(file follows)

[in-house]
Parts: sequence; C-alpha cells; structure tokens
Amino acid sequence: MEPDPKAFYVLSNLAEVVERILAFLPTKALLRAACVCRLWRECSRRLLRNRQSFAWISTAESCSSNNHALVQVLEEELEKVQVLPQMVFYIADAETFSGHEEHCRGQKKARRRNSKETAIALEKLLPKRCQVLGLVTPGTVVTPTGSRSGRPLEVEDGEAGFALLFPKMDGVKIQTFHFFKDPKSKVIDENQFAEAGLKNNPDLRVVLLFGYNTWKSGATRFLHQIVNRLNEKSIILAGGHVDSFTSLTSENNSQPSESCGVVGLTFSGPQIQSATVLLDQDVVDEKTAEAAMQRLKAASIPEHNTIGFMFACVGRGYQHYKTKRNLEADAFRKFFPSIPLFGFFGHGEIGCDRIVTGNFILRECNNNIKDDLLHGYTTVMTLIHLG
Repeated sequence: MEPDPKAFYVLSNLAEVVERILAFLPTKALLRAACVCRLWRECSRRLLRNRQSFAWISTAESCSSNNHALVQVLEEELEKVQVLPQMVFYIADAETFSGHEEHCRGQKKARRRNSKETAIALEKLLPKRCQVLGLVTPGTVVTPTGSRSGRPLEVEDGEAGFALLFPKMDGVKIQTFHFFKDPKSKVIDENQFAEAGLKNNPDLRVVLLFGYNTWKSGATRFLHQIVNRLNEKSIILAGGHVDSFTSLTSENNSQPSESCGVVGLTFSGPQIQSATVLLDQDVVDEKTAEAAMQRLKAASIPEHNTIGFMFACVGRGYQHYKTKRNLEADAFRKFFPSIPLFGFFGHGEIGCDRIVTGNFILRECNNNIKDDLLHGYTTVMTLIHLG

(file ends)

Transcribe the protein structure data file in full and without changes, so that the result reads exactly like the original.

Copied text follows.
[in-house]
Parts: sequence; C-alpha cells; structure tokens
Amino acid sequence: MEPDPKAFYVLSNLAEVVERILAFLPTKALLRAACVCRLWRECSRRLLRNRQSFAWISTAESCSSNNHALVQVLEEELEKVQVLPQMVFYIADAETFSGHEEHCRGQKKARRRNSKETAIALEKLLPKRCQVLGLVTPGTVVTPTGSRSGRPLEVEDGEAGFALLFPKMDGVKIQTFHFFKDPKSKVIDENQFAEAGLKNNPDLRVVLLFGYNTWKSGATRFLHQIVNRLNEKSIILAGGHVDSFTSLTSENNSQPSESCGVVGLTFSGPQIQSATVLLDQDVVDEKTAEAAMQRLKAASIPEHNTIGFMFACVGRGYQHYKTKRNLEADAFRKFFPSIPLFGFFGHGEIGCDRIVTGNFILRECNNNIKDDLLHGYTTVMTLIHLG
Repeated sequence: MEPDPKAFYVLSNLAEVVERILAFLPTKALLRAACVCRLWRECSRRLLRNRQSFAWISTAESCSSNNHALVQVLEEELEKVQVLPQMVFYIADAETFSGHEEHCRGQKKARRRNSKETAIALEKLLPKRCQVLGLVTPGTVVTPTGSRSGRPLEVEDGEAGFALLFPKMDGVKIQTFHFFKDPKSKVIDENQFAEAGLKNNPDLRVVLLFGYNTWKSGATRFLHQIVNRLNEKSIILAGGHVDSFTSLTSENNSQPSESCGVVGLTFSGPQIQSATVLLDQDVVDEKTAEAAMQRLKAASIPEHNTIGFMFACVGRGYQHYKTKRNLEADAFRKFFPSIPLFGFFGHGEIGCDRIVTGNFILRECNNNIKDDLLHGYTTVMTLIHLG